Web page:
It was your blog not understanding Karl's basic assumptions which he expected his regular readers to view as a given that was logically flawed......trust me on this one, further to compare yourself to Karl.....you are so far out of your league......you wouldn't even qualify for waterboy at his level.

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#16) On June 11, 2009 at 4:39 PM, alstry (36.08) wrote:

 "...you don't have a solid rebuttal for the message"

Now Logic:

Deej: 

It is an extreme example of what is happening.  It was one of areas that was hit the hardest by the housing bubble.  One cannot look at the sales tax revenue for the area of the country that is by far in the worst shape and then just assume that it is indicative of what is happening everywhere else.

Anti Deej:

Of course sales tax receipts are down nationwide, we're in the midst of a terrible recession in an economy where consumer spending accounted for 70% of GDP.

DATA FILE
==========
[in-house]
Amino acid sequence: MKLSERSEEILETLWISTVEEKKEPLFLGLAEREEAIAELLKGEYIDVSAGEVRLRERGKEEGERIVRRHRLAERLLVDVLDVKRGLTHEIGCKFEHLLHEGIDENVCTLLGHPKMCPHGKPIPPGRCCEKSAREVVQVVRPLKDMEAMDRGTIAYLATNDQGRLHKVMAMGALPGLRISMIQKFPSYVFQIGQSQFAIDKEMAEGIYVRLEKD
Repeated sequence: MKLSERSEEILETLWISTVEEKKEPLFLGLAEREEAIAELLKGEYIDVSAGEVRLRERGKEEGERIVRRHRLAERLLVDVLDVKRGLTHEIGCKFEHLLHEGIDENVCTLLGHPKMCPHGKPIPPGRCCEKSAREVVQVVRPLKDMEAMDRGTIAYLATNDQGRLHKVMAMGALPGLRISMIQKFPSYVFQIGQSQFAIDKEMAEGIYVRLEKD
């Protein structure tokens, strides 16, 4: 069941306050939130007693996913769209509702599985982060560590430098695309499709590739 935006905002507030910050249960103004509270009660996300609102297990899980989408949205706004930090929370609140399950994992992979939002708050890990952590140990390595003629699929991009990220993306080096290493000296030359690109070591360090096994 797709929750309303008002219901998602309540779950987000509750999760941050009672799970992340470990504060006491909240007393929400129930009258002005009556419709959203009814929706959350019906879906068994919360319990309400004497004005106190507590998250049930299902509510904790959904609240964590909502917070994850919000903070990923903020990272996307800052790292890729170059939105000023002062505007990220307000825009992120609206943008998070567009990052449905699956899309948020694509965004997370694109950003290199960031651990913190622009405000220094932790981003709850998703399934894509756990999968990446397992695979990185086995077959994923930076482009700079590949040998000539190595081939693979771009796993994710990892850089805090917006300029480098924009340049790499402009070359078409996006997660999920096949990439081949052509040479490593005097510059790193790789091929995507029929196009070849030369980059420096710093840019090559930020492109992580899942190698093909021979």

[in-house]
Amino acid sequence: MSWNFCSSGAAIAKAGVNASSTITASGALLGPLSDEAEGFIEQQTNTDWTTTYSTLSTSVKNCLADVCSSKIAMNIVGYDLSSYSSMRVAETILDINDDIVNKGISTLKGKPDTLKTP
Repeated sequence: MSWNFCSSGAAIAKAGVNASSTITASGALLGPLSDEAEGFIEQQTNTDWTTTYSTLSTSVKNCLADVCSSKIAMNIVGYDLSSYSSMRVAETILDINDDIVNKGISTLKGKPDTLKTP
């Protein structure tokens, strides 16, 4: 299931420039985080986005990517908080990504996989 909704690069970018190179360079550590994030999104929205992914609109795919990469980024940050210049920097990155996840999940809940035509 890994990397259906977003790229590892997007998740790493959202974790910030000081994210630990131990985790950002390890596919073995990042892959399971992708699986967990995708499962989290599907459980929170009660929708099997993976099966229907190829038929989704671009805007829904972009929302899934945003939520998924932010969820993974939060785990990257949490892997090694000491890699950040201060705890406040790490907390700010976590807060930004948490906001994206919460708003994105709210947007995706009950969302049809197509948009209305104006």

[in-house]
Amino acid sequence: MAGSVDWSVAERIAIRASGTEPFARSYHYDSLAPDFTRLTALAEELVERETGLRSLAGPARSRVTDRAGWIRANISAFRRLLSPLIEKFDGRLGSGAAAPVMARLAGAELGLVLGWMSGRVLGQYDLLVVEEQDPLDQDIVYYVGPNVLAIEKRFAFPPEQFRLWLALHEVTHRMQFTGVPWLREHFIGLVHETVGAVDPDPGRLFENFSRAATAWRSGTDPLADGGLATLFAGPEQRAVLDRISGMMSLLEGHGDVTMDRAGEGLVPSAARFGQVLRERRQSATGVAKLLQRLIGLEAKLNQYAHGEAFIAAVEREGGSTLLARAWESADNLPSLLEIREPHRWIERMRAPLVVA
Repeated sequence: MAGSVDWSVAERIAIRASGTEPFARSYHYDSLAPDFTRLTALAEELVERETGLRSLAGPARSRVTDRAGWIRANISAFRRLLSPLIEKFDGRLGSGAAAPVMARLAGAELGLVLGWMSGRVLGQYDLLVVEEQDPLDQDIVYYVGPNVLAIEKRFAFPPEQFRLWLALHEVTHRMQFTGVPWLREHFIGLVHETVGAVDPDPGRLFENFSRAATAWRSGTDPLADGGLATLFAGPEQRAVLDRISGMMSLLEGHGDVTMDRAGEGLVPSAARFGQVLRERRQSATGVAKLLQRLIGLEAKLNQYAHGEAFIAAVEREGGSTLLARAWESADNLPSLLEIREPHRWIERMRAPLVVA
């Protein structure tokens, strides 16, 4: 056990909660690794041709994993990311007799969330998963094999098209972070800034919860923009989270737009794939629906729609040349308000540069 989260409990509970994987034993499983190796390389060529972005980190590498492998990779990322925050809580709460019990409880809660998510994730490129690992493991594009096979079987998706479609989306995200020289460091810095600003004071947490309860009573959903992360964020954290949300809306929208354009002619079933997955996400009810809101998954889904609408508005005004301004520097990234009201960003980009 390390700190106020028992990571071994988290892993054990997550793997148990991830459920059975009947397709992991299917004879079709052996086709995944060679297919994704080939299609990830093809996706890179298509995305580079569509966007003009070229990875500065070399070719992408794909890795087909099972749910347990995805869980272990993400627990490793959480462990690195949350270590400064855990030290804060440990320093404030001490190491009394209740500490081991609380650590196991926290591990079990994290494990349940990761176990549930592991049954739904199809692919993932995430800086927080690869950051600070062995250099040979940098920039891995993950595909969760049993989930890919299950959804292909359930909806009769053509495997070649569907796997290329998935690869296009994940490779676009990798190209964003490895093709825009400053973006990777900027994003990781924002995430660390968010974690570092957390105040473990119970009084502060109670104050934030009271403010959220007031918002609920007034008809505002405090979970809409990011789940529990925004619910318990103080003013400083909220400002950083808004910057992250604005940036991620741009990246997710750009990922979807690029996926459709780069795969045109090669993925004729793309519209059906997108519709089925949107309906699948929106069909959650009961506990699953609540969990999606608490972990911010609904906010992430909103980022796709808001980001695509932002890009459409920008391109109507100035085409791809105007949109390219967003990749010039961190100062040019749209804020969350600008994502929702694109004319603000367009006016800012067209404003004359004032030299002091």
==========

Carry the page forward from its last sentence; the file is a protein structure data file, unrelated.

Logical Conclusion for those that know the facts:

CA's sales tax decline is representative for the nation as a whole and in many areas, declines are much worse due to the fact that CA is such a liberal welfare distribution state which is serving to butress CA's economy and sales tax!!!!!!!!!

Deej...which do you prefer.....attack the messenger or solid rebuttal???????????????????????????????????????????

both styles can be effective depending on your goal.

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#17) On June 11, 2009 at 5:07 PM, TMFDeej (99.25) wrote:

"you wouldn't even qualify for waterboy at his level."

I have come to expect such statements from you and you didn't disappoint.  Great stuff.  Keep 'em coming.